When you visit the Micro Express site, you might be amazed by the IFL90's $599 starting price--until you realize that $599 buys you a box with no CPU, no Wi-Fi, and no operating system. The more realistic $1,054 baseline price includes at least a processor and OS, while our review unit's $1,699 price included Intel's top-of-the-line Core 2 Duo processor and a discrete Nvidia GeForce graphics card. Those components helped the Micro Express IFL90 post some very respectable scores on our performance benchmarks, besting the performance of a similarly configured HP Pavilion dv6500t ($1,769) and almost matching that of the pricier MacBook Pro ($2,499). While its performance--and better-than-average battery life--impressed us, the IFL90's ho-hum black case and slightly heavy weight failed to dazzle. Still, looks aren't everything, and home users who want a moderately priced laptop with plenty of performance (and who don't need to carry their laptop often) will be well-served by the Micro Express IFL90.
|Price as reviewed / Starting price||$1,699 / $1,054|
|Processor||2.4GHz Intel Core 2 Duo T7700|
|Memory||2GB of 667MHz DDR2|
|Hard drive||80GB at 5,400rpm|
|Graphics||512MB Nvidia GeForce 8600M GT|
|Chipset||Mobile Intel 965GM|
|Operating system||Windows Vista Home Premium|
|Dimensions (WDH)||14.1x11.7x1.5 inches|
|Screen size (diagonal)||15.4 inches|
|System weight / Weight with AC adapter||6.7 / 7.8 pounds|
Weighing 6.7 pounds without its AC adapter, the Micro Express IFL90 walks the line between the midsize and desktop replacement categories. Its considerable size and bulk mean you'll likely move it only from room to room in your house. Users in search of a more portable 15.4-inch laptop can look to the HP Pavilion dv6500t or the MacBook Pro, which weigh one half to one full pound less than the Micro Express.
Watching movies is a pleasure on the Micro Express IFL90's 15.4-inch, wide-aspect screen, which produces deep blacks and rich color. We were only slightly annoyed by the minor reflections on its glossy finish; there is no matte finish option. The display features the 1,280x800 native resolution that is typical for its size. We would have appreciated a sharper resolution (similar to the MacBook Pro's 1,440x900 screen) while watching movies, but at least the IFL90's existing resolution ensures text and icons are easy to read. Above the display sits a 2.0-megapixel Webcam with dual-microphone array for Web videoconferencing.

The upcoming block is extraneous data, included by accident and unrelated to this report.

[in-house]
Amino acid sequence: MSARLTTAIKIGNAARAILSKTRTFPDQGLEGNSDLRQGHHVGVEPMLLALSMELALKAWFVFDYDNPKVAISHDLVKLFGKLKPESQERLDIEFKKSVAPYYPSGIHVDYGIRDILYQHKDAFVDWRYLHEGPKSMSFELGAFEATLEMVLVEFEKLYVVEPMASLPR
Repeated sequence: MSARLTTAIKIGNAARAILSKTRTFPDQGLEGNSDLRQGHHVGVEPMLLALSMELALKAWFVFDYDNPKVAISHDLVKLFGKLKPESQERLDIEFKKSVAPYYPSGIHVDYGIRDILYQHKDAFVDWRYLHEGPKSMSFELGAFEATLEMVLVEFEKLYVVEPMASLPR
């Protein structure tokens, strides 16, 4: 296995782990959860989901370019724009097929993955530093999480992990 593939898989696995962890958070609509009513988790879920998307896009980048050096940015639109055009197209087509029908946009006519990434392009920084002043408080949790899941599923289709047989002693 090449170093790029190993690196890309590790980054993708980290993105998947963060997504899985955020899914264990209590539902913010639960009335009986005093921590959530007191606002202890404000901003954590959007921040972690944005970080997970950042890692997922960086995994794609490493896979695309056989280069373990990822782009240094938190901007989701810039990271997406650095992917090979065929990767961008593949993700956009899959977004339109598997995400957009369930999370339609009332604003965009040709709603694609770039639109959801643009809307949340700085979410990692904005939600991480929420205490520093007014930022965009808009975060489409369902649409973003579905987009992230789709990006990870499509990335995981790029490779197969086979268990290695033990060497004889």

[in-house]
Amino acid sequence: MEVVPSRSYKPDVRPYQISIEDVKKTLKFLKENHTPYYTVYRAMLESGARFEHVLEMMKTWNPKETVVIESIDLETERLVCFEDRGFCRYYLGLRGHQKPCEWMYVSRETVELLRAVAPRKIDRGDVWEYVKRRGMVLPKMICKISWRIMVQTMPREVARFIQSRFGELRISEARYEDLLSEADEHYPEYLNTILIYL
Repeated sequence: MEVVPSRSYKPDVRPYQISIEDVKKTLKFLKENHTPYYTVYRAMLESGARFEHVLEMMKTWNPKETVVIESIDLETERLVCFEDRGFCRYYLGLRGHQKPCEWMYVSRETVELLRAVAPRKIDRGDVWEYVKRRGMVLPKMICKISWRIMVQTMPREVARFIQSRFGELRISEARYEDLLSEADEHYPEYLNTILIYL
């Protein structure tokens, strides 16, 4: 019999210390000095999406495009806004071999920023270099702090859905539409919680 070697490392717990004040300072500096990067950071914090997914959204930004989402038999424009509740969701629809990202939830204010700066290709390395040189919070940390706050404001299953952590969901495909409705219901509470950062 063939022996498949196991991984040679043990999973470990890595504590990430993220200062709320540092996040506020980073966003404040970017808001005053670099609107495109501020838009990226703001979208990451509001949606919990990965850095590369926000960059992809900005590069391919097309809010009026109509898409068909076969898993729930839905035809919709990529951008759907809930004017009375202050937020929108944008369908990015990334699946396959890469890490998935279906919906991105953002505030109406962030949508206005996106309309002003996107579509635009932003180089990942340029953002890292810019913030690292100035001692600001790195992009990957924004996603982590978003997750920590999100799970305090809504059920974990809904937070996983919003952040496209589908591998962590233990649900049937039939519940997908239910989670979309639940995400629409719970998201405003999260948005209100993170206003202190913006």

In its broad case the Micro Express IFL90 includes a very comfortable, almost-full-size keyboard that feels more solid than most other laptop keyboards. The roomy touch pad lets your finger glide smoothly, and its buttons give easily. As with many laptops, we occasionally grazed the touch pad while typing and accidentally misplaced the cursor; fortunately this occurred infrequently enough to be only a minor inconvenience, though we still would have appreciated a hardware switch to disable the touch pad, as found on the HP Pavilion dv6500t. To the right of the touch pad sits a tiny fingerprint reader. Above the keyboard are light-touch buttons to launch Internet Explorer and Outlook--unfortunately, these cannot be programmed to launch the applications of your choice. Two more light-touch buttons let you adjust video and audio settings depending on use (for example, the audio button automatically optimizes sound settings for music or speech). The last light-touch control is a mute button; we were left wanting volume controls. Overall, the light-touch buttons felt a little cheap and we couldn't always tell if we'd actually activated them. A more traditional button on the left side of the keyboard deck activates "Smart Charging," which the company claims will shorten the time it takes to charge your battery. There's also an on/off button for the powered USB ports that lets you draw power from the ports without booting the system. This unique feature would be unbelievably cool if only the IFL90 included an instant-on media player--we could easily imagine watching movies and listening to music on USB travel speakers, all without booting into Windows. Even without that functionality, it's still incredibly useful for charging USB devices, such as an iPod, while the laptop is powered down.